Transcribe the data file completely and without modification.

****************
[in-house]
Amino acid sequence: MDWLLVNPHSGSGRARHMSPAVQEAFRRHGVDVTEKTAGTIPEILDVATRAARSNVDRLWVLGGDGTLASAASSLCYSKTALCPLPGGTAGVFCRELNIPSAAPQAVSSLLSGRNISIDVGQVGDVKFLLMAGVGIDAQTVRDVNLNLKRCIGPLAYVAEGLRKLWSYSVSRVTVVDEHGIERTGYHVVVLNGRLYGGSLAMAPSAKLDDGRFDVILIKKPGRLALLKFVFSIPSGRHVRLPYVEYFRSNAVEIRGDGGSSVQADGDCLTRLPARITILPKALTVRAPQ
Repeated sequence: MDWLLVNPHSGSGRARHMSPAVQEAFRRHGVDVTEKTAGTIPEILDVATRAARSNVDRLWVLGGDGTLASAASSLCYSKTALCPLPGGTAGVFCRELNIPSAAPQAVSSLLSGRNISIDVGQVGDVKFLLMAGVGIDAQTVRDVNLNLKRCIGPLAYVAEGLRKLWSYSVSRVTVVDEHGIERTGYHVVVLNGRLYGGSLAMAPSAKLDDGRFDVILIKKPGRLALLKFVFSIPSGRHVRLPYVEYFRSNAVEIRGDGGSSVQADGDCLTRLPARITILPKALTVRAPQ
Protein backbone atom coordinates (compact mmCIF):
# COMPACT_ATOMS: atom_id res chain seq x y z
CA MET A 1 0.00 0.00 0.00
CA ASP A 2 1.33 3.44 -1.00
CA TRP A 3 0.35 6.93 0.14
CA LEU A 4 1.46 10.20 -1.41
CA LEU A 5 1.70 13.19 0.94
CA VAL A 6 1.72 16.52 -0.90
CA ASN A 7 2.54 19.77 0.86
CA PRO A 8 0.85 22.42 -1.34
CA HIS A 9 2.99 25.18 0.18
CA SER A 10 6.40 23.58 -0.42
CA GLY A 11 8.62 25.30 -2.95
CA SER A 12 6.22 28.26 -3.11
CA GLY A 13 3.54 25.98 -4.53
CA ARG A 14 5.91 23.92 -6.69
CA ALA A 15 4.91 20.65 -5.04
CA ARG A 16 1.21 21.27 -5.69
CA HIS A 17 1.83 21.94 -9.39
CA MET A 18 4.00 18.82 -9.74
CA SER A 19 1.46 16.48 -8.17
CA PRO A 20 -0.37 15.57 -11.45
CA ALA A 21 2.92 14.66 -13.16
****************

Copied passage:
[in-house]
Amino acid sequence: MDWLLVNPHSGSGRARHMSPAVQEAFRRHGVDVTEKTAGTIPEILDVATRAARSNVDRLWVLGGDGTLASAASSLCYSKTALCPLPGGTAGVFCRELNIPSAAPQAVSSLLSGRNISIDVGQVGDVKFLLMAGVGIDAQTVRDVNLNLKRCIGPLAYVAEGLRKLWSYSVSRVTVVDEHGIERTGYHVVVLNGRLYGGSLAMAPSAKLDDGRFDVILIKKPGRLALLKFVFSIPSGRHVRLPYVEYFRSNAVEIRGDGGSSVQADGDCLTRLPARITILPKALTVRAPQ
Repeated sequence: MDWLLVNPHSGSGRARHMSPAVQEAFRRHGVDVTEKTAGTIPEILDVATRAARSNVDRLWVLGGDGTLASAASSLCYSKTALCPLPGGTAGVFCRELNIPSAAPQAVSSLLSGRNISIDVGQVGDVKFLLMAGVGIDAQTVRDVNLNLKRCIGPLAYVAEGLRKLWSYSVSRVTVVDEHGIERTGYHVVVLNGRLYGGSLAMAPSAKLDDGRFDVILIKKPGRLALLKFVFSIPSGRHVRLPYVEYFRSNAVEIRGDGGSSVQADGDCLTRLPARITILPKALTVRAPQ
Protein backbone atom coordinates (compact mmCIF):
# COMPACT_ATOMS: atom_id res chain seq x y z
CA MET A 1 0.00 0.00 0.00
CA ASP A 2 1.33 3.44 -1.00
CA TRP A 3 0.35 6.93 0.14
CA LEU A 4 1.46 10.20 -1.41
CA LEU A 5 1.70 13.19 0.94
CA VAL A 6 1.72 16.52 -0.90
CA ASN A 7 2.54 19.77 0.86
CA PRO A 8 0.85 22.42 -1.34
CA HIS A 9 2.99 25.18 0.18
CA SER A 10 6.40 23.58 -0.42
CA GLY A 11 8.62 25.30 -2.95
CA SER A 12 6.22 28.26 -3.11
CA GLY A 13 3.54 25.98 -4.53
CA ARG A 14 5.91 23.92 -6.69
CA ALA A 15 4.91 20.65 -5.04
CA ARG A 16 1.21 21.27 -5.69
CA HIS A 17 1.83 21.94 -9.39
CA MET A 18 4.00 18.82 -9.74
CA SER A 19 1.46 16.48 -8.17
CA PRO A 20 -0.37 15.57 -11.45
CA ALA A 21 2.92 14.66 -13.16